Houghton House facts for kids
Quick facts for kidsHoughton House
Ruins of Houghton House
|Location||Houghton Conquest, Bedfordshire|
|Demolished||1794 (roof and interiors only, natural decay thereafter)|
Houghton House is a ruined mansion house in the parish of Houghton Conquest, Bedfordshire. It is a Grade I listed building, positioned above the surrounding countryside, and commands excellent views. Built from 1615 to 1621, it is said that the house was the model for House Beautiful in John Bunyan's The Pilgrim's Progress (1678). It was abandoned in 1794 and stripped (by the owner) of its interiors and roof for sale as building supplies. Today the property is owned by English Heritage, and is open to free public access during daylight hours.
The estate of Houghton was granted by King James I of England (1603-1625) to Mary Herbert, Dowager Countess of Pembroke (1561-1621), a.k.a. Mary Sidney, a courtier, writer, translator, and literary patron, who commenced the building of the existing house in about 1615. Two architects were very likely responsible for the design, John Thorpe, who worked in the Jacobean tradition, and Inigo Jones, who introduced the Classical style of architecture into England. The Countess of Pembroke was visited there by King James I in 1621, soon after its completion. Shortly afterwards, on 25 September 1621, she died of the smallpox. The surviving Jacobean-style frieze on the western side of the house displays heraldic elements relating to the Sidney family and to the Countess's relations, the Dudley family.
Two years after the death of the Countess of Pembroke, the house reverted to King James I by the Countess' brother, the King then granted the estate to Thomas Bruce, 1st Earl of Elgin (1599–1663) in 1624, which became the main residence of the Bruce family for three generations. King Charles I of England later granted him nearby Houghton Park to preserve game for the royal hunt, but persistent hunting and hawking by the local Conquest family forced the King's subsequent intervention.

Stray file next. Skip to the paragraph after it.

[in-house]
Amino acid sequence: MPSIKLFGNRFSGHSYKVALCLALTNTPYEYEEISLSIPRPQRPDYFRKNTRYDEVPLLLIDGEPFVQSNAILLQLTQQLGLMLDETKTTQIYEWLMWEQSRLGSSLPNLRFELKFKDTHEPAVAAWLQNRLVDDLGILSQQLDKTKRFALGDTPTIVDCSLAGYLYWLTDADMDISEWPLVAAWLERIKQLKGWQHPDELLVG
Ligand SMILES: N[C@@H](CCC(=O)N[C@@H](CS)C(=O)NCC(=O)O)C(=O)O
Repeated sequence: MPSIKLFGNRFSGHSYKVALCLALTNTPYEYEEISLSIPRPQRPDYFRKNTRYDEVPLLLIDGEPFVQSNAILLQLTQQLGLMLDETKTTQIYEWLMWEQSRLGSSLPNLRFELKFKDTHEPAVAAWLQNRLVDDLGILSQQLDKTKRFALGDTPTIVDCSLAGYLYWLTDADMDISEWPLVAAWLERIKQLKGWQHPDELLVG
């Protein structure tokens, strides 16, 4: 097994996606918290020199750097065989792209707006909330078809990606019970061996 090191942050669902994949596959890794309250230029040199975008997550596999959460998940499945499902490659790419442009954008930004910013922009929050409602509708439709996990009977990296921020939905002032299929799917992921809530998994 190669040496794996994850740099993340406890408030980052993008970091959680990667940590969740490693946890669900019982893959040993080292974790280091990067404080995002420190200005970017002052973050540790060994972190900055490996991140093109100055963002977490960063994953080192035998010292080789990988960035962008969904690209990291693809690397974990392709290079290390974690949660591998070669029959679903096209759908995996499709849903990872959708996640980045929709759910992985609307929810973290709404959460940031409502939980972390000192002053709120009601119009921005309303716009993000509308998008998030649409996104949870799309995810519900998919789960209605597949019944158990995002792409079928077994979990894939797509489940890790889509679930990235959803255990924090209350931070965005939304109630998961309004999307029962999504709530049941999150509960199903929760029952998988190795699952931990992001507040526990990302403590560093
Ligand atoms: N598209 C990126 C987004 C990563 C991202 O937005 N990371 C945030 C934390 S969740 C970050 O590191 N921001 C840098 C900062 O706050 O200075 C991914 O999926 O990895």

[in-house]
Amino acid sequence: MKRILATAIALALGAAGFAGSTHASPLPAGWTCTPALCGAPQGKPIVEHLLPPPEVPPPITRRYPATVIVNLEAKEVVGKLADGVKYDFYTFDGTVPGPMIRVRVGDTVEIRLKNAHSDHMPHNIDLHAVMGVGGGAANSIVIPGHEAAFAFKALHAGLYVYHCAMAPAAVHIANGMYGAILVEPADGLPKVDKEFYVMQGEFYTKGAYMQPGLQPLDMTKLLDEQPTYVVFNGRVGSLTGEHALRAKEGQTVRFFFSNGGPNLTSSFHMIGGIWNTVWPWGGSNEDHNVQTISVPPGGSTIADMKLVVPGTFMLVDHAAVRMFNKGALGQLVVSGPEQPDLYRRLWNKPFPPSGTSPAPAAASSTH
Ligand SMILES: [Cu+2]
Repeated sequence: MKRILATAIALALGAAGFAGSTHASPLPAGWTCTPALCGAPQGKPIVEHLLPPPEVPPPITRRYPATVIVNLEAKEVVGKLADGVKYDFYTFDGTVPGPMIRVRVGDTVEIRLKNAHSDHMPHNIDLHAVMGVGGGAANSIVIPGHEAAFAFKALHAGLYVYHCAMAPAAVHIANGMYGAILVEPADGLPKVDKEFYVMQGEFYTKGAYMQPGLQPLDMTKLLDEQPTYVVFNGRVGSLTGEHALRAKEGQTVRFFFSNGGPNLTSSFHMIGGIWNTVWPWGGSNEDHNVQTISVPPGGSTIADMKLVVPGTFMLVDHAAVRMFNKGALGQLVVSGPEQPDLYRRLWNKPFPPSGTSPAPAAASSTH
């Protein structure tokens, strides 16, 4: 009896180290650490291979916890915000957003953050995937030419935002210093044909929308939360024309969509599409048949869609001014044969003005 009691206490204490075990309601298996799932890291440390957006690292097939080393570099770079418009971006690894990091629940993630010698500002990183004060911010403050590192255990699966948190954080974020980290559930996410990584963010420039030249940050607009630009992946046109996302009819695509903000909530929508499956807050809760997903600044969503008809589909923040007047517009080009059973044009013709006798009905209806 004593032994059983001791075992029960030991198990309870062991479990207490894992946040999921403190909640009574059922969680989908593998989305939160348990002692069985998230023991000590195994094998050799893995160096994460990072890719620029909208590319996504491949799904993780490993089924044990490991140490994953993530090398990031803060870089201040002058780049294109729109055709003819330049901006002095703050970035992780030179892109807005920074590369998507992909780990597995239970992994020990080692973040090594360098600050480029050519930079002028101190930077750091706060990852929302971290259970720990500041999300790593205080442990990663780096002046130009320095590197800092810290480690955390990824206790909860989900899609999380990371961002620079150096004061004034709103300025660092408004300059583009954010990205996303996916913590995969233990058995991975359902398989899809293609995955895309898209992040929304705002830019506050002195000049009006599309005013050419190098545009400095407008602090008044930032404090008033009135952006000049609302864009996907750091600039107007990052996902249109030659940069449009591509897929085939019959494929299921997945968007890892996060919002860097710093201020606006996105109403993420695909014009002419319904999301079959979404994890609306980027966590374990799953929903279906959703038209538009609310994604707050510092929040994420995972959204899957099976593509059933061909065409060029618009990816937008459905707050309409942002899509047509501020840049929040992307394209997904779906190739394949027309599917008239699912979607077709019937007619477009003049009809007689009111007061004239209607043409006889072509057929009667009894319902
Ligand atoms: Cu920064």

In the churchyard of nearby Maulden Church, the advowson of which was owned by the Bruce family, is the Ailesbury Mausoleum, the earliest free-standing mausoleum in England, built in 1656 by Thomas Bruce, 1st Earl of Elgin in memory of his 2nd wife, Lady Diana Cecil. The Bruce family resided in the house until Thomas Bruce, 3rd Earl of Elgin, 2nd Earl of Ailesbury went into exile on the Continent in 1696 on account of his loyalty to the deposed King James II of England (1685-deposed 1688, died 1701).
Thomas Bruce, 3rd Earl of Elgin, 2nd Earl of Ailesbury never returned to Houghton and in 1738 sold the house to John Russell, 4th Duke of Bedford, whose principal seat was Woburn Abbey, about seven miles from Houghton. His son and heir apparent, Francis Russell, Marquess of Tavistock (d.1767), lived at Houghton from 1764 until he died in a hunting accident in 1767. Thus the 4th Duke's estates, including Houghton, and titles passed to his grandson, Francis Russell, 5th Duke of Bedford (d.1802), who having let the deerpark to a neighbour found he was unable to let the house without its grounds. Considering the house as a liability, in 1794 he ordered Houghton to be dismantled, and accordingly the furnishings were stripped out and the roof removed to be sold as building materials. The staircase survives in The Swan Hotel in Bedford, roughly 8 miles (13 km) north of Houghton House. The 5th Duke never married and thus did not produce a legitimate male heir. He died in 1802 by which time the house, by then long open to the elements, was already in decay.
The ruins were acquired by English Heritage, and is open to free public access during daylight hours. Conservation work was undertaken in 2006 to help maintain safety and improve the understanding of the site and new visitor information boards were installed. By 2007 several of these had been vandalised leaving empty boards behind.
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